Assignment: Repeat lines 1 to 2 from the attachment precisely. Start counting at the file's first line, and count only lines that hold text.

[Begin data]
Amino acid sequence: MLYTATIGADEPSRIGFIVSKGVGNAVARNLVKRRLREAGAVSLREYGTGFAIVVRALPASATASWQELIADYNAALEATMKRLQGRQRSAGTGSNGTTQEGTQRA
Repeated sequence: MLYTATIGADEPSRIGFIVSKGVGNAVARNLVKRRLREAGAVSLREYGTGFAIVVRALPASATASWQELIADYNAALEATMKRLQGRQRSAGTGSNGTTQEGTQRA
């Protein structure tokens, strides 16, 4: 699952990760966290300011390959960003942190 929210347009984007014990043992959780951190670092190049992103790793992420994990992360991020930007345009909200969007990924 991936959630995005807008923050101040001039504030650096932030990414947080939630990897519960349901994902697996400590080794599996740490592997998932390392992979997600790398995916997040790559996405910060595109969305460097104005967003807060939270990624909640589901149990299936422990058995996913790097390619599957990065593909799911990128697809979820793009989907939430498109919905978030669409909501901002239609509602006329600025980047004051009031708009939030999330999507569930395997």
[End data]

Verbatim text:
Amino acid sequence: MLYTATIGADEPSRIGFIVSKGVGNAVARNLVKRRLREAGAVSLREYGTGFAIVVRALPASATASWQELIADYNAALEATMKRLQGRQRSAGTGSNGTTQEGTQRA
Repeated sequence: MLYTATIGADEPSRIGFIVSKGVGNAVARNLVKRRLREAGAVSLREYGTGFAIVVRALPASATASWQELIADYNAALEATMKRLQGRQRSAGTGSNGTTQEGTQRA